During the course of my former hospitality career, I have worked on a number of successful marketing campaigns. One of those campaigns focused on increasing my employer’s share of the day trip, motorcoach market. The campaign took place at a time when the U.S. economy was in the expansion phase of the business cycle and inflation was at a modest 3%. Both GDP and GNP were growing and Americans were enjoying a strong dollar. Here is a campaign snapshot:
About the Product
The day trip that I was marketing at the time consisted of a thematic, five hour festival that was held at a resort style hotel. The day trips ran throughout the year with varying themes. Although the theme varied, the format of the festival remained constant.
The guests would arrive at the hotel and enjoy a continental breakfast from 11 a.m. until noon. The thematic entertainment would follow from noon until 1 p.m. A grand buffet lunch was served promptly at 1:15 p.m. and ran until 2 p.m. An open bar was available as well. The thematic entertainment would resume after lunch and continue until 4 p.m. The trips were geared towards senior citizens and took place Monday through Friday.
A tier-pricing system was used to sell the product, with both tour operators and destination marketing organizations (DMO) receiving the lowest rates. Those at the farthest end of the demand chain, the SMURF groups, received the highest rates when booking directly with the hotel.
The tier-pricing was used to address the needs of those within the marketing channel. The tour operators and DMOs were equivalent to a wholesale or retail operation in a manufacturing chain. The SMURFs were the equivalent of the end-consumer. A benchmark price of $29 was employed. Day trips priced over that benchmark had previously proven to perform poorly.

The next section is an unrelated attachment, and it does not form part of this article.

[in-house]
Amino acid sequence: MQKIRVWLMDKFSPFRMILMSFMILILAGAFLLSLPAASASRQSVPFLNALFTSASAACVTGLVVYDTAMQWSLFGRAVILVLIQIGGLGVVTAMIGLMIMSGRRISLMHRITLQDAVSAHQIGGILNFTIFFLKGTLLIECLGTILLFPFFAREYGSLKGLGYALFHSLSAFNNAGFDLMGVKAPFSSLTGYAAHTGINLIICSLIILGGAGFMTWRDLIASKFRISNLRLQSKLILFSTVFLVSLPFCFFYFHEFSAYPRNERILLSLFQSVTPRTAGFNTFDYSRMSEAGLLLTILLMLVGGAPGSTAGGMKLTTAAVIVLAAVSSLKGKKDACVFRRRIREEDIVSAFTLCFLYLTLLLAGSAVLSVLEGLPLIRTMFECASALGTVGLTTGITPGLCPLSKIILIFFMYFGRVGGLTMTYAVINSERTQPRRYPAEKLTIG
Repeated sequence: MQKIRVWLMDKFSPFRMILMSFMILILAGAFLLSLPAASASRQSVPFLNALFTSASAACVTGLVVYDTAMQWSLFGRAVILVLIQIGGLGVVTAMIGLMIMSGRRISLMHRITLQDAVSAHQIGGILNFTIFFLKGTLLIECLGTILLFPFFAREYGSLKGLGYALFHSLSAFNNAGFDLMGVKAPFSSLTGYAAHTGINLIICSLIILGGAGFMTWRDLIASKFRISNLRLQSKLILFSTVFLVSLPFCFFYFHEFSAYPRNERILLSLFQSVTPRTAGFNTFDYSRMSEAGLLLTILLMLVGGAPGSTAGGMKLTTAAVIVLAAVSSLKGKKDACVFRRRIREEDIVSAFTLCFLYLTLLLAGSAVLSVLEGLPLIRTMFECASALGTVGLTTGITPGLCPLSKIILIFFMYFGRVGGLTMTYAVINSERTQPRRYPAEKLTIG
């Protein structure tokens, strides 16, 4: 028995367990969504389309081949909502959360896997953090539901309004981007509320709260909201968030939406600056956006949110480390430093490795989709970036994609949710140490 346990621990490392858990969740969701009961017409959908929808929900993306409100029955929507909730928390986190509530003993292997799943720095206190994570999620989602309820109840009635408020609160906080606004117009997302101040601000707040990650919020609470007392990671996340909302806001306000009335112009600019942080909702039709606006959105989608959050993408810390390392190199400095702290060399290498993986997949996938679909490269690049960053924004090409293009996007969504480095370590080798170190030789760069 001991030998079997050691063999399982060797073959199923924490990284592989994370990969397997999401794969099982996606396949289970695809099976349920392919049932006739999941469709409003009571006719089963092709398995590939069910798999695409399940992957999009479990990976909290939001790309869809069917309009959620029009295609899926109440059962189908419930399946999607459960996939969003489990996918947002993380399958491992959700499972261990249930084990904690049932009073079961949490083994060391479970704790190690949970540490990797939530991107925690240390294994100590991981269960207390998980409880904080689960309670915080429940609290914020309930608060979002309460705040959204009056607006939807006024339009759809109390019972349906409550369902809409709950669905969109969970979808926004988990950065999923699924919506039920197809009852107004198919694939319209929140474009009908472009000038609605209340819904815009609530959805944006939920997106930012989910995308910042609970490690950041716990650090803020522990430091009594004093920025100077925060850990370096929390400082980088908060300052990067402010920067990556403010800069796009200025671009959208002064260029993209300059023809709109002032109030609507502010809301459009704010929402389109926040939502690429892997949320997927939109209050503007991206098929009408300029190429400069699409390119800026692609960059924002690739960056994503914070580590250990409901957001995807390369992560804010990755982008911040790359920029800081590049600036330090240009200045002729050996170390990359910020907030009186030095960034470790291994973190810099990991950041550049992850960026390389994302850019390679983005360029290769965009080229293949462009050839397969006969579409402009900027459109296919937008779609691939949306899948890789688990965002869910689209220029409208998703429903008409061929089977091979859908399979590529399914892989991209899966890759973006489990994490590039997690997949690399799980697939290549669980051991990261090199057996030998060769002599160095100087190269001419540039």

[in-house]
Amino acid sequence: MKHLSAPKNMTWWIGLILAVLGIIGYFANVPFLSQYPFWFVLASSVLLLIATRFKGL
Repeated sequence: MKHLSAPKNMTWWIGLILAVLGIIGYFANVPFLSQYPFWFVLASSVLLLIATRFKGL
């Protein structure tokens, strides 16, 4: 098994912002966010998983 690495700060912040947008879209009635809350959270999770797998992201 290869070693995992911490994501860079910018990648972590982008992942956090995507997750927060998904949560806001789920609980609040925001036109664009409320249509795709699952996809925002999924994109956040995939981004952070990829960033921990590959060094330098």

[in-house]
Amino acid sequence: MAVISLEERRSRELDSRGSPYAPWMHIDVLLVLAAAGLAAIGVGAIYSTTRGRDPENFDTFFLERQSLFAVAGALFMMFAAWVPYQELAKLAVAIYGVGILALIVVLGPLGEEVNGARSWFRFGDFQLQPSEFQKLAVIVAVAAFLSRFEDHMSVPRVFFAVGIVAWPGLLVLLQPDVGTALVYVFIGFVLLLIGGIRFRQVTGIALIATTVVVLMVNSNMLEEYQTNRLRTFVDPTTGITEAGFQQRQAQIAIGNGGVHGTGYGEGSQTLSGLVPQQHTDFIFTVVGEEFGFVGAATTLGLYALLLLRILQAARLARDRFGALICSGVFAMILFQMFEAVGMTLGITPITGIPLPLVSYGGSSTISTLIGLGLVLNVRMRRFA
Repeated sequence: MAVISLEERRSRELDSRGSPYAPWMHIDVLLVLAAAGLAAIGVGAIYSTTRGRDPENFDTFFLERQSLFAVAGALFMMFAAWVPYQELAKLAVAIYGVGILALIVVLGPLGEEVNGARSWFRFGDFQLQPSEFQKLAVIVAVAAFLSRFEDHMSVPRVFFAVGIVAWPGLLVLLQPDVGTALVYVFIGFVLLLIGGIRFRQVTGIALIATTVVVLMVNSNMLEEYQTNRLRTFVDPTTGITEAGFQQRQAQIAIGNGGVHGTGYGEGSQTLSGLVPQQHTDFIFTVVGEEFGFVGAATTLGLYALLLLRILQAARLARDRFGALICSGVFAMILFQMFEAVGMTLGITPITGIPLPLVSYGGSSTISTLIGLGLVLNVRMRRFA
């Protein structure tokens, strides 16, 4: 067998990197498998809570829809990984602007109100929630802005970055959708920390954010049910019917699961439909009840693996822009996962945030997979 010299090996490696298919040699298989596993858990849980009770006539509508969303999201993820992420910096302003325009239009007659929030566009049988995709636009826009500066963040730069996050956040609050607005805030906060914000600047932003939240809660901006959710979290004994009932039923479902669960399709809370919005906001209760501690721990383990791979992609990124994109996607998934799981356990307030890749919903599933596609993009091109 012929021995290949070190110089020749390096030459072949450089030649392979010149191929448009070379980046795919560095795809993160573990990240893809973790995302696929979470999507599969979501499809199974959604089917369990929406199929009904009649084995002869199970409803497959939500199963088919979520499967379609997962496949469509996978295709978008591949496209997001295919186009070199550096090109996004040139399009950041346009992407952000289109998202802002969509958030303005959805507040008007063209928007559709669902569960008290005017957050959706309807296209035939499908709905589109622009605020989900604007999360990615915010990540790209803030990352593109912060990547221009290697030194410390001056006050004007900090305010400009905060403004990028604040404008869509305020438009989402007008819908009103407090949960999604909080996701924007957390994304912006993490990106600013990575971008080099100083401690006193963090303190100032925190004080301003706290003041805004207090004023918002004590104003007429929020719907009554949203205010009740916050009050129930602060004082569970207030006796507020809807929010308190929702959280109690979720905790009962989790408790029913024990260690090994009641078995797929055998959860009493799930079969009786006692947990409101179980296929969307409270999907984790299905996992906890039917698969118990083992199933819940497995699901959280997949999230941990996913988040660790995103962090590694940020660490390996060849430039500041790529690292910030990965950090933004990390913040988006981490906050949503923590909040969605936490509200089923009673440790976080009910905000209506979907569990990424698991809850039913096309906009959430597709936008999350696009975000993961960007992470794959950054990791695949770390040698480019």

At the time of the campaign’s launch, the day trip market was heterogeneous, which lent itself to a differentiated targeting strategy. The competitive environment was oligopolistic. As such, a marketing mix was developed for each target market segment.
The two macro target markets at the time were DMOs and SMURFs. Both markets were cyclical in nature, highly dynamic and greatly influenced by external market forces. Both macro markets were further defined into micro units. Business-to-business tactics were used with the DMOs and generational marketing tactics were used with the SMURFs.
The DMOs were first broken down geo-demographically. Most of the business was deemed to be coming from the New England and Middle Atlantic regions. Afterward, those segments were divided again based on segmentation variables such as volume usage and price sensitivity. The DMOs used dual channels of distribution and had a tendency to form strategic channel alliances. As such, push-pull demand tactics were used throughout the marketing channel.
The SMURFs were also divided by a host of variables into psychographic cohorts. The four primary cohorts were classified as the G.I Generation, the World War II Generation, the Silent Generation and the Boomers Wave 1 Generation. Most of the hotel’s SMURF business came from the Silent Generation cohort in the Middle Atlantic and New England regions.
The hotel was already considered the market leader and its day trip program’s gross income was well over the $6 million dollar mark. The attrition rate was less than 5% and repeat groups were booking up to two years in advance.
The marketing strategy was two-fold. First, we wanted to keep sales growing in the current day trip markets by connecting it to the hotel’s equally thriving, hub and spoke market. For those not familiar with the hub and spoke market, it involves overnight motorcoach tours. Guests would spend several nights at the hotel and spend their days traveling to area tourist destinations and restaurants. Second, we wanted to keep the hub and spoke guests at the hotel longer, thereby funneling more money into the hotel’s food and beverage coffers instead of those belonging to our competitors.
The marketing goal was achieved through a variety of methods. For starters, the hotel formed strategic alliances with the area’s tourism agencies as well as tapped into hotel franchise’s marketing resources. Affinity guides, online venues, trade shows, direct mail and familiarization trips were also used. Database marketing, bounce back and personal selling techniques played a heavy role too. Combining those elements into one seamless tapestry worked phenomenally well. When I left the company, the hotel was enjoying multi-million dollar revenues and market leader status in both the day trip and hub and spoke markets.
Killeen Gonzalez has a degree in marketing as well as hotel and restaurant management. She was also a certified hospitality sales professional for many years.
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